Articles - September 2012

Into the Field: Joey Yearous-Algozin

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Joey Yearous-Algozin is a full-time man of letters living in Buffalo, New York. He’s a Ph.D. candidate in the SUNY-Buffalo Poetics Program, co-editor of the journal P-Queue, and a member of the TROLL THREAD publishing collective. Joey’s books include The Lazarus Project: Friday the 13th (Gauss-PDF, 2011), Poor (Minutes Books, 2012), The Lazarus Project: Alien Vs. Predator, The Lazarus Project: Faces of Death, The Lazarus Project: Night and Fog, and Buried (TROLL THREAD, 2011–12). You can find his essay on the street performances of Hannah Weiner, “No One Asked You,” in Wild Orchids.

Incidentally, you should subscribe to Into the Field in iTunes or via RSS if you haven’t yet. I’ll be posting a ton of new material this fall.

Cut from the same tongue (PoemTalk #57)

Gregory Djanikian, 'Armenian Pastoral, 1915'

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When Gregory Djanikian’s book, So I Will Till the Ground, was published in 2007, it was celebrated at the Kelly Writers House. (Later a Writers House podcast was released to give a sense of the event.) Al Filreis gave an introduction (MP3) as did one of Djanikian’s students, Sam Donsky (MP3). Djanikian read the hilarious “Immigrant Picnic” (MP3), a poem from the part of the book dealing with the life of the poet's family after the genocide left many of his forebears dead and dispersed the rest to places like Alexandria, Egypt, where our poet was born. Most of the book, indeed, deals with the effects many decades later of the Armenian genocide (or “Meds Yeghern,” the great calamity). But the first poems in So I Will Till attempt to represent mass killing. Among them is a poem Djanikian also read that night in 2007: “Armenian Pastoral” (MP3), the poem we discuss in this episode of PoemTalk.<--break-> It is more focused on the linguistic capacities of traumatic memory than any other poem in a book that is nonetheless full of consciousness about the relationship between genocide and naming.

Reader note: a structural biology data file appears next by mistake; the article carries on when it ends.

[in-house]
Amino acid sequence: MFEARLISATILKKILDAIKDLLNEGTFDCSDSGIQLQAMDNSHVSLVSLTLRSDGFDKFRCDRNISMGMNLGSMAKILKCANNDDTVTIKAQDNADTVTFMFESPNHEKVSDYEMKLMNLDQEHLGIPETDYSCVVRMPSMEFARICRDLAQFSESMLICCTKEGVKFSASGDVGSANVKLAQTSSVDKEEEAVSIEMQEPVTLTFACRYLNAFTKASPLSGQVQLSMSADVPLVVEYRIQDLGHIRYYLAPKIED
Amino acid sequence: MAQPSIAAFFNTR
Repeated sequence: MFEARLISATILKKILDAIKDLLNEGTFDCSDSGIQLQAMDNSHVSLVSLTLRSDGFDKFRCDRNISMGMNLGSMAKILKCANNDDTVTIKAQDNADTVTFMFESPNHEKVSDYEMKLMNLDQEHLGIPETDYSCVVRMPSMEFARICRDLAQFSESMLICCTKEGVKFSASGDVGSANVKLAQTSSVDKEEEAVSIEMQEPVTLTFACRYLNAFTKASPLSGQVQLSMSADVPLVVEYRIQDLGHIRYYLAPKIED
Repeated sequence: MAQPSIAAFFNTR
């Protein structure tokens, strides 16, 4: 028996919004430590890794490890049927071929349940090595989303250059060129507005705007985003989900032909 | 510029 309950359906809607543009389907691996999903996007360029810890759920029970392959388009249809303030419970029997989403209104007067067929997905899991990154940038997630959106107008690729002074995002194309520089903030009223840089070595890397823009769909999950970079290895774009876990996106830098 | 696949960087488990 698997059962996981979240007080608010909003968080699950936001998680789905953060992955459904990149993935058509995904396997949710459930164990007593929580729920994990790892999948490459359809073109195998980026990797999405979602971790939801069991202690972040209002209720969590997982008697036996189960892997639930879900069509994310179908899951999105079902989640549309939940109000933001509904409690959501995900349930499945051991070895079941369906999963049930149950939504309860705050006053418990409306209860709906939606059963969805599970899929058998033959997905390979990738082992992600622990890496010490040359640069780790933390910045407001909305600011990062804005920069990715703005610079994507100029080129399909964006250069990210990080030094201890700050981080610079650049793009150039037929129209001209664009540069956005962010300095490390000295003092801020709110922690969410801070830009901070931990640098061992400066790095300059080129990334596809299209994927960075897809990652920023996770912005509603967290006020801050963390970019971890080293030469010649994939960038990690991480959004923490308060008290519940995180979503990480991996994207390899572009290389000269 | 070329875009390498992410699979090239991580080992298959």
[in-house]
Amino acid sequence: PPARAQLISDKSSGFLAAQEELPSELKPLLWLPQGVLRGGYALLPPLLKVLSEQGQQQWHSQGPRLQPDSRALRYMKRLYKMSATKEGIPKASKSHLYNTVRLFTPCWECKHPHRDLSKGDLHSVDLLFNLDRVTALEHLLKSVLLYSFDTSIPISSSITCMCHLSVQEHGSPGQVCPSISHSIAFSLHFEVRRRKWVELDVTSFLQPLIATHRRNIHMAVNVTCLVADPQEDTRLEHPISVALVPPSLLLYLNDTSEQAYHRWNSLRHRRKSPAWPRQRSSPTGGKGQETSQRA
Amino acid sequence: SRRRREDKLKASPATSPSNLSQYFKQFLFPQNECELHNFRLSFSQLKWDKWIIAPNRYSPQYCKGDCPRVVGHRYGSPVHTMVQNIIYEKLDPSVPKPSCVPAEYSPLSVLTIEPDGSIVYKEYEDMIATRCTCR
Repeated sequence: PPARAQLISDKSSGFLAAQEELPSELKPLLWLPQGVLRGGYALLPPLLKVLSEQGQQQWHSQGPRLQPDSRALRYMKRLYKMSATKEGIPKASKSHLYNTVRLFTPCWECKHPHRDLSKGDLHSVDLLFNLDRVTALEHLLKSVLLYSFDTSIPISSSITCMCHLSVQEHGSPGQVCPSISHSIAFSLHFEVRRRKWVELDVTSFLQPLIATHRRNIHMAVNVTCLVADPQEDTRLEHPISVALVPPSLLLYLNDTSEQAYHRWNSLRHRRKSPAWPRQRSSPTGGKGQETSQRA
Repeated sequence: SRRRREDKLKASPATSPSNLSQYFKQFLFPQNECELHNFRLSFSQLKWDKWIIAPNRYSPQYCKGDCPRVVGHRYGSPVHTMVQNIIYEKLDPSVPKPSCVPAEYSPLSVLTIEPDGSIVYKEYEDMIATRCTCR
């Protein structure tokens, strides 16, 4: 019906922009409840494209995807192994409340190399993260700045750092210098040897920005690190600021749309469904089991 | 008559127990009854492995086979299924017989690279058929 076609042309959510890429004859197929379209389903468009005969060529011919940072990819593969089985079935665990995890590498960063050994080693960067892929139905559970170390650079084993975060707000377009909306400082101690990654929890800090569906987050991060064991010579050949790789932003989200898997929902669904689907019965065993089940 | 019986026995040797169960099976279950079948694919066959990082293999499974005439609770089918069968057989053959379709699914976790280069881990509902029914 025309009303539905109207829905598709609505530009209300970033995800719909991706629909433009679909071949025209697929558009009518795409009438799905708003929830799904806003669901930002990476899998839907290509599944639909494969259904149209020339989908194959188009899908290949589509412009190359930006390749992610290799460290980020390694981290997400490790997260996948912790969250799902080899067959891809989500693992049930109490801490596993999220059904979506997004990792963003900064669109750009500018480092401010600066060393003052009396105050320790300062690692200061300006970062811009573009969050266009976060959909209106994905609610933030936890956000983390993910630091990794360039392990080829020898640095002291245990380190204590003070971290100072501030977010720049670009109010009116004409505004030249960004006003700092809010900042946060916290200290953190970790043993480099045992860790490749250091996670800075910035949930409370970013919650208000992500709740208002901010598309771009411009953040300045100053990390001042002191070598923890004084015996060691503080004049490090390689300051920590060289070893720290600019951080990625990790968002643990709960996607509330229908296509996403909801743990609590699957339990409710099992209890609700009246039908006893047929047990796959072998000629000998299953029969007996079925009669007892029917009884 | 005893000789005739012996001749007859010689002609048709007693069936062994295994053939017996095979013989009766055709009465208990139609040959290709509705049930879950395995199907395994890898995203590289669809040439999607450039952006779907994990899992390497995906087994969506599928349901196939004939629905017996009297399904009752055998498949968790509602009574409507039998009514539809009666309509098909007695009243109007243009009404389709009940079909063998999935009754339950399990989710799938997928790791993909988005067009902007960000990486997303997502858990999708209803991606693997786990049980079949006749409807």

At left, from left to right: Peter Balakian, John Timpane, Jamie-Lee Josselyn. To discuss this poem, and more generally the problems attending the making of verse “about” genocide, PoemTalk brought together Jamie-Lee Josselyn, who has helped teach a course on representations of the holocaust for many years; John Timpane, poet and editor of the commentary page at the Philadelphia Inquirer; and Peter Balakian. Balakian’s own story of a poet's life grappling with the history and effects (and denials by others) of the Armenian genocide he has told in numerous books — in poetry and prose. 

We took advantage of Peter’s trip to Philadephia (from Hamilton, New York, where he teaches at Colgate University), and organized a poetry reading that took place just a few hours after we recorded this episode of our podcast. The entire audio recording (MP3) is available at the Kelly Writers House site (here). This episode of PoemTalk was convened and produced by Al Filreis, as always, and edited, as always, by Steve McLaughlin.